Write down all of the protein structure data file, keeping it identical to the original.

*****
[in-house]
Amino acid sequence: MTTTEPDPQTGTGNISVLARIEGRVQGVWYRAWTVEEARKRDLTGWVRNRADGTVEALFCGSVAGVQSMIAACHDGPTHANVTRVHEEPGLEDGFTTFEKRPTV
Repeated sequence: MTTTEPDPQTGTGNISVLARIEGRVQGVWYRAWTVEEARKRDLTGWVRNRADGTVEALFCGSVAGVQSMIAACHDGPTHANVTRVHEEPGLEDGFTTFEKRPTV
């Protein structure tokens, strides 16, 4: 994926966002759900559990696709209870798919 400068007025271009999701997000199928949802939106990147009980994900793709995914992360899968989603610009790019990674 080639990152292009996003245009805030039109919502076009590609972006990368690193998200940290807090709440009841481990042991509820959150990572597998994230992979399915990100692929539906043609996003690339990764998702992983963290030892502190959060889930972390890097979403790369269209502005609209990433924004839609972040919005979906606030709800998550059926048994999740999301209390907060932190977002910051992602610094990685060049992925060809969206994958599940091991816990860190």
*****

[in-house]
Amino acid sequence: MTTTEPDPQTGTGNISVLARIEGRVQGVWYRAWTVEEARKRDLTGWVRNRADGTVEALFCGSVAGVQSMIAACHDGPTHANVTRVHEEPGLEDGFTTFEKRPTV
Repeated sequence: MTTTEPDPQTGTGNISVLARIEGRVQGVWYRAWTVEEARKRDLTGWVRNRADGTVEALFCGSVAGVQSMIAACHDGPTHANVTRVHEEPGLEDGFTTFEKRPTV
């Protein structure tokens, strides 16, 4: 994926966002759900559990696709209870798919 400068007025271009999701997000199928949802939106990147009980994900793709995914992360899968989603610009790019990674 080639990152292009996003245009805030039109919502076009590609972006990368690193998200940290807090709440009841481990042991509820959150990572597998994230992979399915990100692929539906043609996003690339990764998702992983963290030892502190959060889930972390890097979403790369269209502005609209990433924004839609972040919005979906606030709800998550059926048994999740999301209390907060932190977002910051992602610094990685060049992925060809969206994958599940091991816990860190």